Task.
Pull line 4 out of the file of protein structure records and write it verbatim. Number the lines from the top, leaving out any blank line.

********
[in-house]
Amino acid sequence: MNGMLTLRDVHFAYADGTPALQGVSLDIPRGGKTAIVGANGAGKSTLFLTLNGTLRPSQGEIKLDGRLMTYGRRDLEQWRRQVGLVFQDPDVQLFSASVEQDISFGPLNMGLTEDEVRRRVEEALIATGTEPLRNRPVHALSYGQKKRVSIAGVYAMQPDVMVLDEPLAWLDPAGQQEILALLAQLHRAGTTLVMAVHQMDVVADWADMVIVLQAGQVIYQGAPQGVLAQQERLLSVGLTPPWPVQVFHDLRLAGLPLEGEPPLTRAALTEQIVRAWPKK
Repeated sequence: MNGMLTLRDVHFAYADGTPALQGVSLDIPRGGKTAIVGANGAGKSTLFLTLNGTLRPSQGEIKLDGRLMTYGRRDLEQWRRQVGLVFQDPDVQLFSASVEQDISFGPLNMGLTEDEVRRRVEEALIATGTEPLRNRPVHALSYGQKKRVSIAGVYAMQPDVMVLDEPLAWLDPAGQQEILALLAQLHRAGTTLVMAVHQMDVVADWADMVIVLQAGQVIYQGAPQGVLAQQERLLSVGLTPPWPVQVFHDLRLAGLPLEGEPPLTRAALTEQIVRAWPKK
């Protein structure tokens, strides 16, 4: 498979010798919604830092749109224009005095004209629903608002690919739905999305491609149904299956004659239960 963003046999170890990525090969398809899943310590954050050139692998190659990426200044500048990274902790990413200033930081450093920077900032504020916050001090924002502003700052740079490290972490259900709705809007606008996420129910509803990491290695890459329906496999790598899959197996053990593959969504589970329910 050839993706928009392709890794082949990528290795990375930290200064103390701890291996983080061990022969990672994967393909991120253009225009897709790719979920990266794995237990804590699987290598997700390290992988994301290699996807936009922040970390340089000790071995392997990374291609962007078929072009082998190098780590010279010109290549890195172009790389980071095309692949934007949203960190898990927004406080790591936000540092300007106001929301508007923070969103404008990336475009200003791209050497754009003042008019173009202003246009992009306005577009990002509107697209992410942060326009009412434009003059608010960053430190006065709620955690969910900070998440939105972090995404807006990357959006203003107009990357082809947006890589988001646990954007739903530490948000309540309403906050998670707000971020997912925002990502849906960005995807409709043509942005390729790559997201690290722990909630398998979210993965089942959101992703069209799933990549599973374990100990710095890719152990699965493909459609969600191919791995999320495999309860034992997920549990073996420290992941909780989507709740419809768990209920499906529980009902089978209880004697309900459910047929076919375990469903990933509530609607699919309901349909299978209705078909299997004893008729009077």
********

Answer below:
């Protein structure tokens, strides 16, 4: 498979010798919604830092749109224009005095004209629903608002690919739905999305491609149904299956004659239960 963003046999170890990525090969398809899943310590954050050139692998190659990426200044500048990274902790990413200033930081450093920077900032504020916050001090924002502003700052740079490290972490259900709705809007606008996420129910509803990491290695890459329906496999790598899959197996053990593959969504589970329910 050839993706928009392709890794082949990528290795990375930290200064103390701890291996983080061990022969990672994967393909991120253009225009897709790719979920990266794995237990804590699987290598997700390290992988994301290699996807936009922040970390340089000790071995392997990374291609962007078929072009082998190098780590010279010109290549890195172009790389980071095309692949934007949203960190898990927004406080790591936000540092300007106001929301508007923070969103404008990336475009200003791209050497754009003042008019173009202003246009992009306005577009990002509107697209992410942060326009009412434009003059608010960053430190006065709620955690969910900070998440939105972090995404807006990357959006203003107009990357082809947006890589988001646990954007739903530490948000309540309403906050998670707000971020997912925002990502849906960005995807409709043509942005390729790559997201690290722990909630398998979210993965089942959101992703069209799933990549599973374990100990710095890719152990699965493909459609969600191919791995999320495999309860034992997920549990073996420290992941909780989507709740419809768990209920499906529980009902089978209880004697309900459910047929076919375990469903990933509530609607699919309901349909299978209705078909299997004893008729009077």